If these walls could talk: Culver's Main Street (part 1 of a series)

We begin a new series of regular (sometimes weekly -- sometimes unavoidably delayed due to space limitations) journeys through Culver’s past as we look at the lives of historic buildings in the Culver area: how far back they go, what (or whom) they’ve housed through the years, and what they are today.
For the first several weeks, we’ll take a stroll down Main Street in downtown Culver, starting at the north end and making our way south down the east side.

We’ll begin our walk at 103 Lake Shore Drive (the intersection of Main and Lake Shore), where we find, today, the Bike Barn as operated by Don Baker and his wife, Janet Halling.
From at least the year 1906 up to 1924, a house occupied the spot, owned alternately by Nathaniel Gandy, Dr. Oliver A. Rea (A Civil War veteran and Culver Military Academy’s first physician), and “Tuck” Swigart. At some point, the house was torn down and the area was a vacant lot. In 1938, the DX (Gafill) gas station opened there, providing the building which still stands there today. Donald Zechiel was manager and Claude Mikesell company representative. Dale Jones was the manager between 1943 and 1963, after which Anton W. “Tony” Cihak took the reins (perhaps some reader can fill in the blanks on the years after).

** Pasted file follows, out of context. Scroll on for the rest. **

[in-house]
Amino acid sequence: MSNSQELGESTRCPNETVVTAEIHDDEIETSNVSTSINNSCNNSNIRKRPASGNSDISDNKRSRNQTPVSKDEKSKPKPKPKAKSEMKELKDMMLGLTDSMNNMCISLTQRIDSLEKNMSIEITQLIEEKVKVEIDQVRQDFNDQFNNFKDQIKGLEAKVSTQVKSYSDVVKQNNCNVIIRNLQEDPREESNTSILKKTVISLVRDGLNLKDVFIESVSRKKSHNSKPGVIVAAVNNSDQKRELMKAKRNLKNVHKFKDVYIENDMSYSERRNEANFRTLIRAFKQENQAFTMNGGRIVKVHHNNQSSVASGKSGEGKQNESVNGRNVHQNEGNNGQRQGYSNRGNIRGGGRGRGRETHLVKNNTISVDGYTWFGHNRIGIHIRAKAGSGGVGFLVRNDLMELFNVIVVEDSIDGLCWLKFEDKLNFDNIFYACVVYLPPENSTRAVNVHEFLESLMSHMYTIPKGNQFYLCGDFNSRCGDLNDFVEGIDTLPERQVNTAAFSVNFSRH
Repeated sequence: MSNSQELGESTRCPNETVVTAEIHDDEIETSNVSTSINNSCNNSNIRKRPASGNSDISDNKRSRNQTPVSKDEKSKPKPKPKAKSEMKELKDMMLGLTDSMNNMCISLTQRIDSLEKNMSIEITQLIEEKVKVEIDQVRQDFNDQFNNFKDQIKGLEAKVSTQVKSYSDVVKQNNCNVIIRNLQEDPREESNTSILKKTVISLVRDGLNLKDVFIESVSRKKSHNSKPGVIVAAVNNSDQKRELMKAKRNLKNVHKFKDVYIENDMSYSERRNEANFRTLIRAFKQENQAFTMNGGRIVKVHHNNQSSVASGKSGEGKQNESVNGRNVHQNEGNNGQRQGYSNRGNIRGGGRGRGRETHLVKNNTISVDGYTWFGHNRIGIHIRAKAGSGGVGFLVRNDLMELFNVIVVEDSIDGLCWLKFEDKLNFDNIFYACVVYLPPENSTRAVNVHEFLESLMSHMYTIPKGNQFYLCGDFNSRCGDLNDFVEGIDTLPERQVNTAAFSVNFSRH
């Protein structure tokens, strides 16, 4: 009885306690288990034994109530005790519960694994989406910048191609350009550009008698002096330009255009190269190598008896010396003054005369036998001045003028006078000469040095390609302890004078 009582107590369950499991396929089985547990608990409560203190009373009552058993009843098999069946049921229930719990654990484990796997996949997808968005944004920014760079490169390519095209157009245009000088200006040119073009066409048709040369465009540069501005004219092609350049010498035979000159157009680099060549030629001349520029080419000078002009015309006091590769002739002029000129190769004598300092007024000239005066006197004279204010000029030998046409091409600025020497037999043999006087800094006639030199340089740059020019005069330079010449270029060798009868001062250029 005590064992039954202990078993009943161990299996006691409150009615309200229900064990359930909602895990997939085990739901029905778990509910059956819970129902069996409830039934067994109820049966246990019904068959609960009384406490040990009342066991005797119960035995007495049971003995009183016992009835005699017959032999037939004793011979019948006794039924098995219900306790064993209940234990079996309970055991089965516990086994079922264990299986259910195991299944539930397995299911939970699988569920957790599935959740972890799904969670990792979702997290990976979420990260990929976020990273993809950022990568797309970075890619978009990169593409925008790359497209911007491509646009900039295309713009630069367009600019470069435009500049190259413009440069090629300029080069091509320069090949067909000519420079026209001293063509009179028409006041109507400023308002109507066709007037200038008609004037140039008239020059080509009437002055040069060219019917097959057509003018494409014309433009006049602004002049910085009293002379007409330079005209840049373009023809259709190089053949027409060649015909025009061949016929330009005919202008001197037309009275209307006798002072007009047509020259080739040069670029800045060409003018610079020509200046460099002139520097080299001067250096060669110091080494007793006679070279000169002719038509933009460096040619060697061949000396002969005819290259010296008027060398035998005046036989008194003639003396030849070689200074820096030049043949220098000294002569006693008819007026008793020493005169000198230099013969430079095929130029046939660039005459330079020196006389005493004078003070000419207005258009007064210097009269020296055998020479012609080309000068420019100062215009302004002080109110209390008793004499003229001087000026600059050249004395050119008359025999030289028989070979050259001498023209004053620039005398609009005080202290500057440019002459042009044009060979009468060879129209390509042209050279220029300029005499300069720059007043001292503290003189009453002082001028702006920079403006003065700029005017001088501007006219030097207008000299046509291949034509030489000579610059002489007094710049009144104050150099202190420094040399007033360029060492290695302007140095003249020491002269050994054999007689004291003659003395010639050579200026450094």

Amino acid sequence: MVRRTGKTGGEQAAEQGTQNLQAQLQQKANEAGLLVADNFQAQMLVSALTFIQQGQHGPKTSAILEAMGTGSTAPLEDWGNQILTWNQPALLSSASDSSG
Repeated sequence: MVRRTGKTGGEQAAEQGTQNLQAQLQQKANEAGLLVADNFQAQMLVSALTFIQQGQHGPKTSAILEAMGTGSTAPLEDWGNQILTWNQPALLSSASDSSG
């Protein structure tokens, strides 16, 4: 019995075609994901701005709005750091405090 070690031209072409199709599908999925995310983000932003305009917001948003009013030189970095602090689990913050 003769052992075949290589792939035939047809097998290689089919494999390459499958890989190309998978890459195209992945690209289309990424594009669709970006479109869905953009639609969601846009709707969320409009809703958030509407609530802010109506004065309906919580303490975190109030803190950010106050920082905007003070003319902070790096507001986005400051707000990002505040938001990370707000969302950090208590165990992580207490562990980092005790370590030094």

In 1990 and 1991, the building held the Max Surf Shop, followed by Jean Snyder’s Thru the Grape Vine craft store. For some years following, of course, the building sat empty, until The Bike Barn opened in 2009.

No, there is no 220 N. Main Street today. Or at least, its now a vacant lot. Many Culver residents will remember it as much more, and rightly so. It was once a prominent local business.
In 1906, the building on that lot was a bakery, and by 1914, Hand’s store occupied the space. By far the longest-running business there was the Crabb Furniture Store, which opened in 1913 under Lemuel Crabb, who ran it until 1952 (he passed away in 1961). Merle and Helen (Buffo) Crabb operated it from January, 1952, to 1967 (the store also served as a Western Union office in the early 1950s). In the 1970s, Kramer’s Antiques store operated there, and Culver’s florist and gift shop existed from the 1980 into the early 1990s. Photos of this building from readers would be welcomed by the editor.